Here’s some great Ref Reading from Ryan Lambert at The Score, who had an excellent take on postseason supplementary discipline and its lack of effectiveness.
Lucic, with his history, should have at least gotten a phone hearing [for his spear on DeKeyser], and maybe even a one-game suspension. A $5,000 fine means less than nothing to him. He laughs at $5,000. He’d do it again tomorrow. Missing a game would have at least given him pause. Maybe. Meanwhile, the way Seabrook hit Backes was shocking, high and hard and late all at the same time, and three games seems like it really isn’t very much at all when you actually watch the suspension video. That video, by the way, seems to go out of its way to not-mention the fact that Seabrook seemed to make initial contact with Backes’ head and just about popped the damn thing off. And if the league thought the head contact was incidental (it wasn’t) or the principal point of contact (it was) then that should have at the very least been mentioned in the video itself.
To not mention that fact makes it seem — and stick with me here because this is a new concept — like they were trying to find a reason to keep the Seabrook suspension to just three games. Which is so weird, right? Like, the NHL trying to protect its star players from major supplementary discipline for checks that would have earned a guy who plays, say, 15 minutes a night instead of Seabrook’s 22 about twice as many games as that.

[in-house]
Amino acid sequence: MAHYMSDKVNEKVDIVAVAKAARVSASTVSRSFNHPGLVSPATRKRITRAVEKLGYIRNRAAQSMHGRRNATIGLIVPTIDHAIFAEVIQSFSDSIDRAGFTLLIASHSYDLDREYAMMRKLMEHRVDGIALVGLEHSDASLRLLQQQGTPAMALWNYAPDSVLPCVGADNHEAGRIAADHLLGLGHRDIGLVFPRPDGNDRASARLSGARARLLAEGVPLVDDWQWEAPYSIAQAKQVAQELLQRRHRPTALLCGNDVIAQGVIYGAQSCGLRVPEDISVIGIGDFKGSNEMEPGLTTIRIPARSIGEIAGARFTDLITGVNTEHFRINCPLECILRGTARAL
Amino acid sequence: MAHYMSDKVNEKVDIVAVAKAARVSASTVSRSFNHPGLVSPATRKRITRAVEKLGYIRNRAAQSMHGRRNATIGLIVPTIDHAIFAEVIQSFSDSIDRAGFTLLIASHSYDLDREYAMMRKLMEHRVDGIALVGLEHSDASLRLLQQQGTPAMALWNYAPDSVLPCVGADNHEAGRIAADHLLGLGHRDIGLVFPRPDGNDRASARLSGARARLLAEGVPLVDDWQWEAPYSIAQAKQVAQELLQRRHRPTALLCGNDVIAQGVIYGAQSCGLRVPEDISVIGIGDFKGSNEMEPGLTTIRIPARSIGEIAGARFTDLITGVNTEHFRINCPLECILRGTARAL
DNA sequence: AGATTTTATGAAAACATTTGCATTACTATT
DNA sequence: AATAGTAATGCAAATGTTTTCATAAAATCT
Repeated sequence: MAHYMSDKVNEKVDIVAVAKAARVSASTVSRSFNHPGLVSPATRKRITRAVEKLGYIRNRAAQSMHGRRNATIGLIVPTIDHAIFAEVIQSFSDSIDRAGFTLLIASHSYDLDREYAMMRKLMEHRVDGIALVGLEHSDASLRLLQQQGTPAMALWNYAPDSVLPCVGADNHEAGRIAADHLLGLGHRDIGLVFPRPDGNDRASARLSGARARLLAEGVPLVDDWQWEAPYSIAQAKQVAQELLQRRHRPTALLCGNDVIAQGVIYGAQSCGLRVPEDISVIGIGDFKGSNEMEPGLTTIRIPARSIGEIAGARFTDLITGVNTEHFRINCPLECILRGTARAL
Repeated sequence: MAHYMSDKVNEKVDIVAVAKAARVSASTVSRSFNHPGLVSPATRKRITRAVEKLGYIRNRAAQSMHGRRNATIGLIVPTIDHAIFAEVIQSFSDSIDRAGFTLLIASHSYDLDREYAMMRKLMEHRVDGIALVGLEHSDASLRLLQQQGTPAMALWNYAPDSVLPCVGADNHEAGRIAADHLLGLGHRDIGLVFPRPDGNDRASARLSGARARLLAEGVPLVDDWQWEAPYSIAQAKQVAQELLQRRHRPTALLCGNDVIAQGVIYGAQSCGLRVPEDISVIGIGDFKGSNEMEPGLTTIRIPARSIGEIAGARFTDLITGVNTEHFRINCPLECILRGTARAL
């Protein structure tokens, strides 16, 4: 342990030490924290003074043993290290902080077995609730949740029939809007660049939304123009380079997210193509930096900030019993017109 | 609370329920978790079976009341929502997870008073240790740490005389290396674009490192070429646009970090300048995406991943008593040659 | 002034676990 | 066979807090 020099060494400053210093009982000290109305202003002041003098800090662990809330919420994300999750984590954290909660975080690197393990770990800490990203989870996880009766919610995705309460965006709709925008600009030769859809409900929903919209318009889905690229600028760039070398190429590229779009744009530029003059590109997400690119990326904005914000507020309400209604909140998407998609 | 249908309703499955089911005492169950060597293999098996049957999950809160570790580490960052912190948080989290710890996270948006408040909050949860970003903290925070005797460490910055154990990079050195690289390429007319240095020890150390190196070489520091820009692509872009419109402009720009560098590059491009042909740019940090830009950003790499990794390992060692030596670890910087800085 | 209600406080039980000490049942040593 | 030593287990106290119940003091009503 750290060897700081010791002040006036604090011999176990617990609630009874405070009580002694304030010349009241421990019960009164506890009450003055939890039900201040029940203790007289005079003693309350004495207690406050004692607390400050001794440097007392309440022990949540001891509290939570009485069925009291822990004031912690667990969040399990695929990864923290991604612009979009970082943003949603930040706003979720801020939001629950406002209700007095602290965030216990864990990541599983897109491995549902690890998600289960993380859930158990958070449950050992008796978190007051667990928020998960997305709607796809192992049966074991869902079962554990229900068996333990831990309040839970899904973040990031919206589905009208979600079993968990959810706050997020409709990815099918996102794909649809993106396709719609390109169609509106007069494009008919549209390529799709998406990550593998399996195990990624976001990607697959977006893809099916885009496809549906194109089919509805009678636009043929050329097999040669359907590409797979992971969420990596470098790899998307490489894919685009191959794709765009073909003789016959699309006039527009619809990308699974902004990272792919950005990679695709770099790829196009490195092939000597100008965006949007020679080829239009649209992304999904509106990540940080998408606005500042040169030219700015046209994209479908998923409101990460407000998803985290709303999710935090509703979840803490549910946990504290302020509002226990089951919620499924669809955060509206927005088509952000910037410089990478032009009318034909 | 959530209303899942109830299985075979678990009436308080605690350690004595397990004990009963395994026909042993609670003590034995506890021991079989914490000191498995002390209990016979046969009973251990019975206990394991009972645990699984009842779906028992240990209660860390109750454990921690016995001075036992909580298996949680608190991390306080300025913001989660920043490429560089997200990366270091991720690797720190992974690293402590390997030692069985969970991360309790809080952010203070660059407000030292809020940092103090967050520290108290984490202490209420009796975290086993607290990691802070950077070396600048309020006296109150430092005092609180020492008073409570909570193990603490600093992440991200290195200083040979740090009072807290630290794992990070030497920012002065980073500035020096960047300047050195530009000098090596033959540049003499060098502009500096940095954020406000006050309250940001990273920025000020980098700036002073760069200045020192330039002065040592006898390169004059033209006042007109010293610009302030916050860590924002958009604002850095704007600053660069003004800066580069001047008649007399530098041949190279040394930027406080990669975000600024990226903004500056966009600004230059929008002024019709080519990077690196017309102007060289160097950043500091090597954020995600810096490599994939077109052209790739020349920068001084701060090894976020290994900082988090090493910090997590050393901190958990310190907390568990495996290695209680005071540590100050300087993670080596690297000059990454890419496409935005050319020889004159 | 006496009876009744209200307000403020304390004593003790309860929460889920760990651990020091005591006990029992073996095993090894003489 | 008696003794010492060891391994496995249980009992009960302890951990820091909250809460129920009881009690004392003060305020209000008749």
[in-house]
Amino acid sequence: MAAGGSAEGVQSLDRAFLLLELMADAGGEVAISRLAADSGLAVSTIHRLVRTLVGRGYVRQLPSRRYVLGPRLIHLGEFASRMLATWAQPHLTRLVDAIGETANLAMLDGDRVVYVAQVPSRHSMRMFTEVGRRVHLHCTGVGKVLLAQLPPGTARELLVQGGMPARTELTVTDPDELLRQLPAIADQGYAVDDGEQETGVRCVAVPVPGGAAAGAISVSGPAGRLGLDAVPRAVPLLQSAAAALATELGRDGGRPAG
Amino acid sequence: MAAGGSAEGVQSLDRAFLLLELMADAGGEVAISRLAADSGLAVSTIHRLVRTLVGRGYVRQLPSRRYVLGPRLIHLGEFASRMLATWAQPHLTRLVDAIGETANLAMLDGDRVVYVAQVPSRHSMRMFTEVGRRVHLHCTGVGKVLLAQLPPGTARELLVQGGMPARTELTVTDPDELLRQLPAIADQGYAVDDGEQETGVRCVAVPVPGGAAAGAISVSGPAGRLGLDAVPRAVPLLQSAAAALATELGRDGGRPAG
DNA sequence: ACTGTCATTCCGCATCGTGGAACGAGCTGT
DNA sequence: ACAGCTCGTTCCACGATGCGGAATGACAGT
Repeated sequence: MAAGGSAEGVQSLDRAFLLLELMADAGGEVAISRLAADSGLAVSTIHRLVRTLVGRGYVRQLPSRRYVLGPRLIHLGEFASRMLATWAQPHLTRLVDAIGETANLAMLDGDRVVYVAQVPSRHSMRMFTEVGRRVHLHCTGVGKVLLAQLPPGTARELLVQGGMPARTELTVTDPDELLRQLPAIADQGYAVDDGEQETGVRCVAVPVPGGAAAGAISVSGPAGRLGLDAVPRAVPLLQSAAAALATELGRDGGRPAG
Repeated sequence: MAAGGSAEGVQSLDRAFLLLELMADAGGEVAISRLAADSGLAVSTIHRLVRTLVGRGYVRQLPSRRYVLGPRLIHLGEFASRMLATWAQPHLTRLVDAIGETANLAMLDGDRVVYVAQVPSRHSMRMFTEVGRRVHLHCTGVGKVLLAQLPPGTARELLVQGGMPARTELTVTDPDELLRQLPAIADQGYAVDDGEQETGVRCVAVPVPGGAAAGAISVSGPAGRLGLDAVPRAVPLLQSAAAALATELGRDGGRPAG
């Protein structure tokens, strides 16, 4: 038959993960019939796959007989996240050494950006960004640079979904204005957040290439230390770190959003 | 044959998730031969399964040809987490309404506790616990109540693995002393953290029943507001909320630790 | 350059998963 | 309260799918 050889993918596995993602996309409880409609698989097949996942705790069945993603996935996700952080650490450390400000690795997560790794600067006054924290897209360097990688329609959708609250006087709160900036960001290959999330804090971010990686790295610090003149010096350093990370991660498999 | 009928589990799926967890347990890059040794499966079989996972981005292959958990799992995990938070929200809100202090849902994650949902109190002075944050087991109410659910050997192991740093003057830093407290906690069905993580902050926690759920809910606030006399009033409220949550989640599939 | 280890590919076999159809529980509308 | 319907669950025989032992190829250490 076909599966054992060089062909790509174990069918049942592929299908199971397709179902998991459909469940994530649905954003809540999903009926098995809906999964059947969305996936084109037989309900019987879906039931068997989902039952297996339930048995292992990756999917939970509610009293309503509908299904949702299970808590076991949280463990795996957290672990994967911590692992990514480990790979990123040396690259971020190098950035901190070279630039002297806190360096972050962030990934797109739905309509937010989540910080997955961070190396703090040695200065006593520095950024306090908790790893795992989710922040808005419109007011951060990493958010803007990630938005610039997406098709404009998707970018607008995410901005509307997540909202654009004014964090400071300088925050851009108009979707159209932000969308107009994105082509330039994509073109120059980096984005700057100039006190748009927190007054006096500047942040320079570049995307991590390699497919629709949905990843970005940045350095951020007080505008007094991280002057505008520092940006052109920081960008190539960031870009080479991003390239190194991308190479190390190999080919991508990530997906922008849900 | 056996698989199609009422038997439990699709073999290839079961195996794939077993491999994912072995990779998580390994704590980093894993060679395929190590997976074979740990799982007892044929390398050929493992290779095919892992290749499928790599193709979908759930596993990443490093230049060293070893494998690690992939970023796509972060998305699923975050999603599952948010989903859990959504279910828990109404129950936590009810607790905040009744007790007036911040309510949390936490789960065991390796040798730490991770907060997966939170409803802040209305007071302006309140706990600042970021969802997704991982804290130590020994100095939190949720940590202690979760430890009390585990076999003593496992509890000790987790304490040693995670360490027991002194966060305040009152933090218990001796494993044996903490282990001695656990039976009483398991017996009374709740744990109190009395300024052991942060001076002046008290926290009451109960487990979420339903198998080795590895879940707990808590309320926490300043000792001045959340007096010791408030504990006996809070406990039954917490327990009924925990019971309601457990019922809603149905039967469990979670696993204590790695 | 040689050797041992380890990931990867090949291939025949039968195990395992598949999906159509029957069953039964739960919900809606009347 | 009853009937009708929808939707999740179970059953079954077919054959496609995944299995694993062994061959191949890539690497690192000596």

Lucic, too, is a star who therefore gets away with a lot more than he should, both in terms of skipping past most supplementary discipline and preserving his image as a guy who just “plays the game hard.”
But even beyond those same old complaints about the inequity of the way in which the NHL — and frankly, most other professional sports leagues — treats its stars, these two cases highlight why things get especially silly when we get to the postseason.
Head on over to The Score to read the rest of the article.